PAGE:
63. Words Before Are Now

Wednesday July 22 2020

As we move through the headlines of 2020, two books come to mind that have stayed with me long after I closed the covers. In both, I’m surprised that they are not more well known. Maybe they are in other circles than mine.

Before the coronavirus, the topic of childhood immunizations was a polarizing conversation. The anti-vaxxers seemed to be driven by fear and misinformation, while at the other end of the spectrum, the medical community is Trust Us and Do All the Vaccines, because it’s good for you. Myself, I trusted the medical community with the exception of two vaccines.

When Derek was little, the chicken pox vaccination was introduced. He contracted chicken pox in Kindergarten before I could even consider the vax, but even so, the thing was too new for my comfort. I wasn’t aware of any long-term clinical studies to show what happened when reaching adulthood. Varicella is an uncomfortable mess, sure. But the death rate is so low in developed countries, the risk of a new vaccine’s uncertain future felt much higher.

The other is the HPV vaccine series, which quickly became an obvious case showing the need for more long-term clinical studies. Not even going there.

Nemesis (2010)

Those with a living history of how the polio epidemic affected our nation’s children is declining with every day that passes. To help the rest of us understand the impact is Nemesis (2010), the final book released by the always insightful author, Philip Roth.

Roth brings to life the communal fear, denial, and the crippling aftermath of a polio diagnosis of a young man, whose reputation, self-worth, and future was changed. IRL, we’re losing the last generation who as youth were faced with this invisible enemy of the period, which brought paralysis, life-long disability, and in too many cases, death. I suspect the anti-vaxxers don’t even consider poliomyelitis a real threat, because like mumps, measles, and smallpox, they haven’t seen first-hand the damage these diseases bring upon our youth and immune-suppressed individuals.

The Age of Miracles (2013)

On a wildly different subject, the second tome that keeps coming to the forefront of my mind lately is The Age of Miracles (2013) a debut novel by Karen Thompson Walker. This is a masterful piece of work sharing a coming-of-age story that just happens to take place within a dystopian future. Author Walker takes us through how we tenaciously cling to the normal and mundane when the world is falling around our feet.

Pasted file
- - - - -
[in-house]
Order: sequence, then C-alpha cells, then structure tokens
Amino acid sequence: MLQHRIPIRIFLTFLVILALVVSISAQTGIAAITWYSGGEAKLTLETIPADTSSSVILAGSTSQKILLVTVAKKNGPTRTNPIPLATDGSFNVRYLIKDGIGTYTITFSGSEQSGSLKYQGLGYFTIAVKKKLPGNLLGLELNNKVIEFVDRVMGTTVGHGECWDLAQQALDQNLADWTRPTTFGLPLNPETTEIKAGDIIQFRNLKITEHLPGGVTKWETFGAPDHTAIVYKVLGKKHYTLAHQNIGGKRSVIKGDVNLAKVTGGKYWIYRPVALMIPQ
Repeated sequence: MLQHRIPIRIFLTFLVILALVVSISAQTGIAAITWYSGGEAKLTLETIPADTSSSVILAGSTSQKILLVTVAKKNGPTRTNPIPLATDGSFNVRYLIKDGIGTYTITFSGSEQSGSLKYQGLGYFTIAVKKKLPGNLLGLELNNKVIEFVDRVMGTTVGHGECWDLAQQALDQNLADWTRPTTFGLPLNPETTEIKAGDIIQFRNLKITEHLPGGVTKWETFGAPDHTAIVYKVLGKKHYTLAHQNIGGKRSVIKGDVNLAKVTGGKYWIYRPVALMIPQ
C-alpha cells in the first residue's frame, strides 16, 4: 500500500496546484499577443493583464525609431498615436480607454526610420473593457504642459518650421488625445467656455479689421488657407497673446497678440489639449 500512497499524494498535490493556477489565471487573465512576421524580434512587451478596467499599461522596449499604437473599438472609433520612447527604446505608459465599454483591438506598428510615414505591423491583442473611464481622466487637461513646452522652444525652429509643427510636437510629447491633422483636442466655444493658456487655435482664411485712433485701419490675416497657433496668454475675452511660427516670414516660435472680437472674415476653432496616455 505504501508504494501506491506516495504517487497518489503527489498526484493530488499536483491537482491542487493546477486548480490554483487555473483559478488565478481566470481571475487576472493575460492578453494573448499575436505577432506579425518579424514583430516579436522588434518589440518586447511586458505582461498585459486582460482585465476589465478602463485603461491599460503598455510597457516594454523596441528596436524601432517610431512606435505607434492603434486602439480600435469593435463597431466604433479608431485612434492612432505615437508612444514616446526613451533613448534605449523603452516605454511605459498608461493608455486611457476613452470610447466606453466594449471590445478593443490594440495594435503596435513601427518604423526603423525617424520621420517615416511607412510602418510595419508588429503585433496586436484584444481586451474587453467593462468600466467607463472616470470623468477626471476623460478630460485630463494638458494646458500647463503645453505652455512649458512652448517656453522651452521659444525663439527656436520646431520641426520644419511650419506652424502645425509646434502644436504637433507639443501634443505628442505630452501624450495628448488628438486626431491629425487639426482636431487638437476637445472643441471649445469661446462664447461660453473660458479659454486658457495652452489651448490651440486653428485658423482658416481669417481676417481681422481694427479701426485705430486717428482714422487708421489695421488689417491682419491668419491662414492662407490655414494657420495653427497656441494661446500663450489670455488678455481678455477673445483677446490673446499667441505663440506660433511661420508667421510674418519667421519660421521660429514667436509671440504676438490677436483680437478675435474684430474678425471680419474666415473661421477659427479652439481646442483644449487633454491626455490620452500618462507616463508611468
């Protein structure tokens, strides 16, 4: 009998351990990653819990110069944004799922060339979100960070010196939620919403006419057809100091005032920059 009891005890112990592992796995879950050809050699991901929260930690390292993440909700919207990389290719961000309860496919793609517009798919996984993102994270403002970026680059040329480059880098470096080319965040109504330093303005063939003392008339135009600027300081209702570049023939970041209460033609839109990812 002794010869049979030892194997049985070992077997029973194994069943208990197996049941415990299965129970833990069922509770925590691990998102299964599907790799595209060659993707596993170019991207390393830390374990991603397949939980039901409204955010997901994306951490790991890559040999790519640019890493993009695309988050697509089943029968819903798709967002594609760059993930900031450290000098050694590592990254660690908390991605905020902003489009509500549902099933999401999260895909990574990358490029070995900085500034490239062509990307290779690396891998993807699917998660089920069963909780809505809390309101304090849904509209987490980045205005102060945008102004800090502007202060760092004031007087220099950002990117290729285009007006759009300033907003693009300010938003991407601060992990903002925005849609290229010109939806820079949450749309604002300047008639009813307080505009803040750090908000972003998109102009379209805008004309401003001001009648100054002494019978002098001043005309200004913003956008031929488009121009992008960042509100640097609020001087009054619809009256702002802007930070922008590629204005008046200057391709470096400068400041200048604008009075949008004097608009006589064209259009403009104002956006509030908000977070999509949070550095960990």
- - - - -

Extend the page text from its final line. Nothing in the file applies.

Young girls still have a crush on that one boy. People still need gainful employment to keep up their chosen lifestyles. Dishes and laundry and dinner maintain never-ending status. Marriages begin and end.  

But the world is changing.

At the beginning, people stood on street corners and shouted about the end of the world. Counselors came to talk to us at school. I remember watching Mr. Valencia next door fill up his garage with stacks of canned food and bottled water, as if preparing, it now seems to me, for a disaster much more minor.

The grocery stores were soon empty, the shelves sucked clean like chicken bones.

The freeways clogged immediately. People heard the news and they wanted to move. Families piled into minivans and crossed state lines. They scurried in every direction like small animals caught suddenly under a light.

But, of course, there was nowhere on earth to go.

-Excerpt from The Age of Miracles by Karen Thompson Walker

Beautifully written, this work. Why is no one talking about this book in comparison to the 2020 wet fart situation?

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